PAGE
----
We could forgive you for not knowing tonight is country music’s “biggest night,” AKA awards night.
Because, didn’t country music’s “biggest night” already happen in April? Or June? Or isn’t it coming up in December? Weren’t the nominees for the “biggest night” released just last week?
Is it the CMA’s? Or the CMT’s? Or the ACM’s? Or the ACA’s?
(We have too many country music awards shows, for real.)
Don’t get me wrong – I like some country music, though I’m not too crazy about what’s popular right now. And I appreciate how the country music industry is just about the only group of folks in the entertainment business promoting traditional American values. I just tend to think that the industry is a bit too self-congratulatory.
What do you think? Are there too many country music awards shows?
On Saturdays in the fall, Chris Conley puts on a uniform and goes into battle, where his legs and arms serve as weapons. The wide receiver at the University of Georgia will finish up his junior season on January 1 at the Gator Bowl, but once the season ends, Conley will don a different uniform and brandish a different type of weapon. He is organizing a light saber duel for friends at UGA to film:
Other than his No. 31 jersey he wears for the Georgia football team, the junior receiver has a Star Wars Jedi costume he will break out on special occasions. Like when he wore it to the Gym Dogs’ meet against Alabama on Feb. 2.
“It was pretty epic,” Conley said. “I was dressed as a Jedi and we had two Storm Troopers.” But he is hoping it’ll come in handy again sometime soon.
Conley is trying to organize lightsaber duels on UGA’s campus with other fellow Star Wars fanatics. His campaign to get production of the fan film going began on Twitter.
“I’ve actually had a lot of response,” Conley said. “A lot of people really want to do this. It’s something I’m kind of spearheading. It’s been a goal of mine before I graduate. This is just for me, just for fun. All of the people who are involved like that sort of thing and we accept our nerdiness.”
Conley began tapping into all of his possible resources. He recruited a Georgia football videographer — Frank Martin, who has overseen the production of the Bulldogs’ pregame hype videos, such as A Letter for Larry and Awaken The Nation — has been out shopping for props to build lightsabers and has continued to build his production team.
Conley doesn’t yet have a timeline for his project, but he and Martin are scouting locations, designing props, and recruiting participants.
The Bulldog star admits to being a fan of the Star Wars franchise since he was a kid – along with the rest of his family – and he freely admits his geekdom:
“My brother and I got into the games and into the some of the Star Wars history outside of the movies and I’ve just been a fan of it ever since,” Conley said. “I’ve been a big guy who prides myself on remaining who I am regardless of who I’m around or how old I get. It’s something that I like and regardless of what people tell me, if it’s frowned upon or not. It’s me.”
Here we are in Week 12 of my series exploring Judeo-Christian themes in the Smashing Pumpkins’ album Oceania. Over the last 11 weeks we’ve explored the concepts of the seeker, the sacred Name of God, wisdom, unfaithfulness, hope, unfailing love, repentance, the way, faith, and contentment. Last week we looked at Jesus’ parable of the Lost Son in Track 9, “Pale Horse.”
Track 12, “Inkless,” is the shortest song on the album, and it is the one that sounds most like the Smashing Pumpkin’s 1990s output. The title conjures up images of a blank page with plenty of possibilities – or, to better suit our purposes, “Inkless” sounds like a description of someone whose sins have been washed away by a sacrifice. Some of the lyrics suggest a journey with God:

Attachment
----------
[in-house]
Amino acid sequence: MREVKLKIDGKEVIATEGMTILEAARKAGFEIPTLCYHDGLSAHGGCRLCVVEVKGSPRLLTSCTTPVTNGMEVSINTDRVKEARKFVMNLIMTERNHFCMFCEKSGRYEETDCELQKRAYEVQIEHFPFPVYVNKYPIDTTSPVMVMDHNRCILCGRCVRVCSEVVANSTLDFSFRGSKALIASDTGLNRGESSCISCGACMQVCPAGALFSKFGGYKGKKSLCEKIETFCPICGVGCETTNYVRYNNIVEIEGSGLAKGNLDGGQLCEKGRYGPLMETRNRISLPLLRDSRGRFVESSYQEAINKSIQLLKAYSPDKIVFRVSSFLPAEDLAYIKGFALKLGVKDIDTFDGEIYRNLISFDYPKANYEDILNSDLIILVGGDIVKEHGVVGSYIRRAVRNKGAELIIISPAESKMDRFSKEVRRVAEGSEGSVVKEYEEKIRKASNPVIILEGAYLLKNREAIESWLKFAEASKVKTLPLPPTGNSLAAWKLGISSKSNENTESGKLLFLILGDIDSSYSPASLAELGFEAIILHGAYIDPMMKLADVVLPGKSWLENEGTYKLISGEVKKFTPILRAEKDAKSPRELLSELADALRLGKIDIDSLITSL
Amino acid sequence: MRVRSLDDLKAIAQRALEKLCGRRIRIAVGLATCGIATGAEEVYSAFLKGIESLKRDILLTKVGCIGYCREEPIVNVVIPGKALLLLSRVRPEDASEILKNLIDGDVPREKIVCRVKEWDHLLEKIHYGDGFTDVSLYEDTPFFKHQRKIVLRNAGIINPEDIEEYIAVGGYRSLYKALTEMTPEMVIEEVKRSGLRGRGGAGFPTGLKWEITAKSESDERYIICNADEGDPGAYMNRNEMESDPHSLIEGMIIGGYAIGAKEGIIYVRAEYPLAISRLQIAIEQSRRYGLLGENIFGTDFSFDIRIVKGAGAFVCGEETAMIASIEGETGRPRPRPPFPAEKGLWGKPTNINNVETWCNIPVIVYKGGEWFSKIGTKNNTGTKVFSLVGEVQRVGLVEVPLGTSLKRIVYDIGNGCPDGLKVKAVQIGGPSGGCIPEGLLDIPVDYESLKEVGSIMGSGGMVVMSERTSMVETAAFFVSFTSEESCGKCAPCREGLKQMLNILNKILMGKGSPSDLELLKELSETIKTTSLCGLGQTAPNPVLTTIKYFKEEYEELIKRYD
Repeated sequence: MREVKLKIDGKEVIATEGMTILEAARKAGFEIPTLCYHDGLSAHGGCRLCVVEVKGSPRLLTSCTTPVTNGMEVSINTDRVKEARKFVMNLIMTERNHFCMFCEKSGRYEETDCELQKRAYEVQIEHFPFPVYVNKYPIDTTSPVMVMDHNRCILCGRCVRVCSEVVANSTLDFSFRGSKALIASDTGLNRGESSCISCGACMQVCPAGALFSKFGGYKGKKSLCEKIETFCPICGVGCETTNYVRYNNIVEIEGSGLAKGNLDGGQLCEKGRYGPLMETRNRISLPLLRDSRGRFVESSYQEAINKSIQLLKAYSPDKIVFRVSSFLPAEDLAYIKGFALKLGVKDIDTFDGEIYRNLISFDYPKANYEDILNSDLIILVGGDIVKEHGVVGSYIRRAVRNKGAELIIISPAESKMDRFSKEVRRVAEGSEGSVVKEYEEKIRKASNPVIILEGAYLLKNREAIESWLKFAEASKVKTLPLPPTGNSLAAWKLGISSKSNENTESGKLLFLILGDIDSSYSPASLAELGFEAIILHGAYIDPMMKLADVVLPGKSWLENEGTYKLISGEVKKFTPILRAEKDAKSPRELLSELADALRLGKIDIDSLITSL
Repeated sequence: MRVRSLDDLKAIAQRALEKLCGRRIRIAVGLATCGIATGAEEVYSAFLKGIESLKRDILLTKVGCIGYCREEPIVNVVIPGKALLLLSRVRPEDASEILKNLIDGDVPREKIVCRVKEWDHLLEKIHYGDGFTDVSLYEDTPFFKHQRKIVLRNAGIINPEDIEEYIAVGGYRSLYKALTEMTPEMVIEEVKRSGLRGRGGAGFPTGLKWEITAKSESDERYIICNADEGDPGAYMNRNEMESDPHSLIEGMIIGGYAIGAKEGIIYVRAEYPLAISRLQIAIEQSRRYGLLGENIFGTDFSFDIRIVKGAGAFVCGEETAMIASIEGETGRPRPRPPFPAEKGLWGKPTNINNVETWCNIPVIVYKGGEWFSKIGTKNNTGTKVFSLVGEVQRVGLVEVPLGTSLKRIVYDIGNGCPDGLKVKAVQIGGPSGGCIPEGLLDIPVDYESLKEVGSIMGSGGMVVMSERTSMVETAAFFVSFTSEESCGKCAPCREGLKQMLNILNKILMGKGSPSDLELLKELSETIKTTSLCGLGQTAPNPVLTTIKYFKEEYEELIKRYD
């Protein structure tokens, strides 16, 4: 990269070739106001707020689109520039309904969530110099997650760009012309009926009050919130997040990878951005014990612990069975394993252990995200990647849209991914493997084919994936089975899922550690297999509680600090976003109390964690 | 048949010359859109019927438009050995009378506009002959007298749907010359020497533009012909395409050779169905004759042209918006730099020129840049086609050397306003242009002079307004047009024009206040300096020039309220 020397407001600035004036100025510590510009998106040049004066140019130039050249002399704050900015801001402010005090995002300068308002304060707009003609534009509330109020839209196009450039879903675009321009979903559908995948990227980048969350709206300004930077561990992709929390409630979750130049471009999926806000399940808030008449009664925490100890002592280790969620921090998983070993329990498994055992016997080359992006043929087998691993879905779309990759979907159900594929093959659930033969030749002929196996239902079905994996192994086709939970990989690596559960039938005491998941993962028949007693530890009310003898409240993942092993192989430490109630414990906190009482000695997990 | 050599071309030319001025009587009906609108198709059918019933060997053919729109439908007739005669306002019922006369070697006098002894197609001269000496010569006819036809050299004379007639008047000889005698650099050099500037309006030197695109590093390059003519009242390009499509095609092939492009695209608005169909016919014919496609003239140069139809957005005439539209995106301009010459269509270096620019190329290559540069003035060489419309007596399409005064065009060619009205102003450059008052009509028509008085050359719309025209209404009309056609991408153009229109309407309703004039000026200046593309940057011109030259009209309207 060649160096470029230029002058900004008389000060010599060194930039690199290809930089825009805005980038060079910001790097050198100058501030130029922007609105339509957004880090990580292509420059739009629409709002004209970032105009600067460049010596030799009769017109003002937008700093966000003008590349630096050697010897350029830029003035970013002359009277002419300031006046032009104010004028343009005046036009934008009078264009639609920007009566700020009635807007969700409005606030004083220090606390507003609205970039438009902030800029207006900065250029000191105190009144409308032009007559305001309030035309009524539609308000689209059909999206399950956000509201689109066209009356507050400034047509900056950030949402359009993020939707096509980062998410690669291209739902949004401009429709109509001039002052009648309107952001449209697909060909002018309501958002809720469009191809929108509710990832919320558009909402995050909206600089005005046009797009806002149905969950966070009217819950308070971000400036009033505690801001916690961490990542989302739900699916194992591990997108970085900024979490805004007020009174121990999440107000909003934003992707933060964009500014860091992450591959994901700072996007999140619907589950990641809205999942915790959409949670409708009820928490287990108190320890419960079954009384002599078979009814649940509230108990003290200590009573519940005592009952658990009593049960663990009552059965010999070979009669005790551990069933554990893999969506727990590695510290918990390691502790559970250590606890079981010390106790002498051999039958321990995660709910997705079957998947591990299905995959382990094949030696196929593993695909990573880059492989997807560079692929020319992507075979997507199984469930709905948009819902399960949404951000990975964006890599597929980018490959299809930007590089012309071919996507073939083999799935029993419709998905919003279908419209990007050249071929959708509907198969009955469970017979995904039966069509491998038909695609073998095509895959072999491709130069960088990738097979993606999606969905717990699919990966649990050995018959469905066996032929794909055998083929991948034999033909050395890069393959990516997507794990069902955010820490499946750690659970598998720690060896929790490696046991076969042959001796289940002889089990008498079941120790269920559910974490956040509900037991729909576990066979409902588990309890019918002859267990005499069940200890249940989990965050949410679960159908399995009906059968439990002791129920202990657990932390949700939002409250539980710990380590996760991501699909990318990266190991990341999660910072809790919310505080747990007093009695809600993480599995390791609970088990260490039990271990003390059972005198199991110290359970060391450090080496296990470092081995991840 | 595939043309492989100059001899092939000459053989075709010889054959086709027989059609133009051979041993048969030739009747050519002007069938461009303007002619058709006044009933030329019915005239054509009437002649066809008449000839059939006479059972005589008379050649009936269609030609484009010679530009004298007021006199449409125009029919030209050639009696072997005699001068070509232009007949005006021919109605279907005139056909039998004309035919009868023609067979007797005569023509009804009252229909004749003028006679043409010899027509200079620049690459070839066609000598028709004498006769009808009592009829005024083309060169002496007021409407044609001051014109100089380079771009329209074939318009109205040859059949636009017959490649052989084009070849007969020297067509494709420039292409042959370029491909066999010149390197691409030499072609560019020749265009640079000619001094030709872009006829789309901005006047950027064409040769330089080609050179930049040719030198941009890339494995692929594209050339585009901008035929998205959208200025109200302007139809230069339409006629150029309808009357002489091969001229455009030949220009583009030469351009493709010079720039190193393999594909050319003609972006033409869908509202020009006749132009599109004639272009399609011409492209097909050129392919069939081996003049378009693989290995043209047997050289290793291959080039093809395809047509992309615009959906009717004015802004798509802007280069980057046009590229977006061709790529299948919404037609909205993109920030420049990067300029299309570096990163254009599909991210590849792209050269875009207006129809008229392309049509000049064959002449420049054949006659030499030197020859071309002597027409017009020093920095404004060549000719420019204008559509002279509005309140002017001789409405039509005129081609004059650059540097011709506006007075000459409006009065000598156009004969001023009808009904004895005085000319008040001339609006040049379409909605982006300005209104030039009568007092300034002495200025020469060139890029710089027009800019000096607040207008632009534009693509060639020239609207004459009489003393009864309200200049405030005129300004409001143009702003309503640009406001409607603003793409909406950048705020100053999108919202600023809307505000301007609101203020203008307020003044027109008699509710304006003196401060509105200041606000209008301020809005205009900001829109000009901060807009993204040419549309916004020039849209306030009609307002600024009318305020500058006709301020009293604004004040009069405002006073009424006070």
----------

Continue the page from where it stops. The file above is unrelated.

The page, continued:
The stars are out for us
And what you feel for me rides beside you
Just take me home, take me home
But drive me home the right way
We’ll uncover there’s no other faith but us
A faith in love unseen
Trace the face of love unseen
Don’t shadow up what we mean
Uncover what were meant to be
And come unlace your light
The stars are out tonight
Throughout the Bible, we read about different people who experienced God’s presence directly. In Genesis 3, Adam and Eve encountered God directly in the Garden of Eden, but their sin drove God to separate mankind from his perfect presence. In Exodus 33, Moses had direct conversations in God’s presence:
8 And whenever Moses went out to the tent, all the people rose and stood at the entrances to their tents, watching Moses until he entered the tent. 9 As Moses went into the tent, the pillar of cloud would come down and stay at the entrance, while the Lord spoke with Moses. 10 Whenever the people saw the pillar of cloud standing at the entrance to the tent, they all stood and worshiped, each at the entrance to their tent. 11 The Lord would speak to Moses face to face, as one speaks to a friend. Then Moses would return to the camp, but his young aide Joshua son of Nun did not leave the tent.
Cade Foster had a rough night on November 30. The place kicker for the Alabama Crimson Tide missed two field goals in their game against in-state rival Auburn, while the Tigers blocked another of Foster’s kicks. Auburn cornerback Chris Davis actually returned the last missed field goal 109 yards for a fluke, game-winning touchdown.
Some Alabama fans displayed a complete lack of class, sending hateful tweets and even death threats to the senior kicker. However, just a few days after the game, Foster received a letter of encouragement from someone unexpected:
Now he has the support of a former president.
Foster showed off this note from George W. Bush on his Instagram account Wednesday.
The note says: “Dear Cade (#43), Life has its setbacks. I know! However you will be a stronger human with time. I wish you all the best- Sincerely- another 43 George Bush.”
Foster said he will definitely frame this keepsake.
If a surprise letter from a former president (and true class act) doesn’t lift Foster’s spirits, nothing will.